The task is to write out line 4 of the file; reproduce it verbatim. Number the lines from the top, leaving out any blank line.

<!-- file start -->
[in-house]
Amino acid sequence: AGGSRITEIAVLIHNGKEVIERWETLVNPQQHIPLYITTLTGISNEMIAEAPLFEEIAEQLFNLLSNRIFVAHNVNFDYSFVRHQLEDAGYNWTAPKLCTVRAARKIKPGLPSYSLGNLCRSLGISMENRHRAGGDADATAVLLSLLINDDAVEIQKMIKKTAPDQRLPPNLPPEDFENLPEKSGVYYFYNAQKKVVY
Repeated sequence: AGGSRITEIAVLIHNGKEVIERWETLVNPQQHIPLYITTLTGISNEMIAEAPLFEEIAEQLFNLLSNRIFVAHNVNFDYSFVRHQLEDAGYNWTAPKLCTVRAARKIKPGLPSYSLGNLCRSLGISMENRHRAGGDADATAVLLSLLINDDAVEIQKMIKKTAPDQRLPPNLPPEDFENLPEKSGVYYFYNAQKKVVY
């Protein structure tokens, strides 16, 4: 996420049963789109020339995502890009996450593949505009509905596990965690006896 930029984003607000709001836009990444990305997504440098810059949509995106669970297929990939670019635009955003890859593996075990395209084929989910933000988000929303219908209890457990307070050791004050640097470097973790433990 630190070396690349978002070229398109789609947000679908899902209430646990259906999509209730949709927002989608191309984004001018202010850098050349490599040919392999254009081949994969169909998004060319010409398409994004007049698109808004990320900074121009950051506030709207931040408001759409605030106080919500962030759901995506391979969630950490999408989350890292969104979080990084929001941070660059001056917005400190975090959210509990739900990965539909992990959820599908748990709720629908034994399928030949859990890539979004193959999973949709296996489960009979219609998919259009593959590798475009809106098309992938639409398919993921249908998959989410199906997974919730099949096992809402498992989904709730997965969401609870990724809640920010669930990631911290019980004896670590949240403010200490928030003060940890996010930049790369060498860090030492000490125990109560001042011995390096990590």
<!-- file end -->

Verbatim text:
């Protein structure tokens, strides 16, 4: 996420049963789109020339995502890009996450593949505009509905596990965690006896 930029984003607000709001836009990444990305997504440098810059949509995106669970297929990939670019635009955003890859593996075990395209084929989910933000988000929303219908209890457990307070050791004050640097470097973790433990 630190070396690349978002070229398109789609947000679908899902209430646990259906999509209730949709927002989608191309984004001018202010850098050349490599040919392999254009081949994969169909998004060319010409398409994004007049698109808004990320900074121009950051506030709207931040408001759409605030106080919500962030759901995506391979969630950490999408989350890292969104979080990084929001941070660059001056917005400190975090959210509990739900990965539909992990959820599908748990709720629908034994399928030949859990890539979004193959999973949709296996489960009979219609998919259009593959590798475009809106098309992938639409398919993921249908998959989410199906997974919730099949096992809402498992989904709730997965969401609870990724809640920010669930990631911290019980004896670590949240403010200490928030003060940890996010930049790369060498860090030492000490125990109560001042011995390096990590």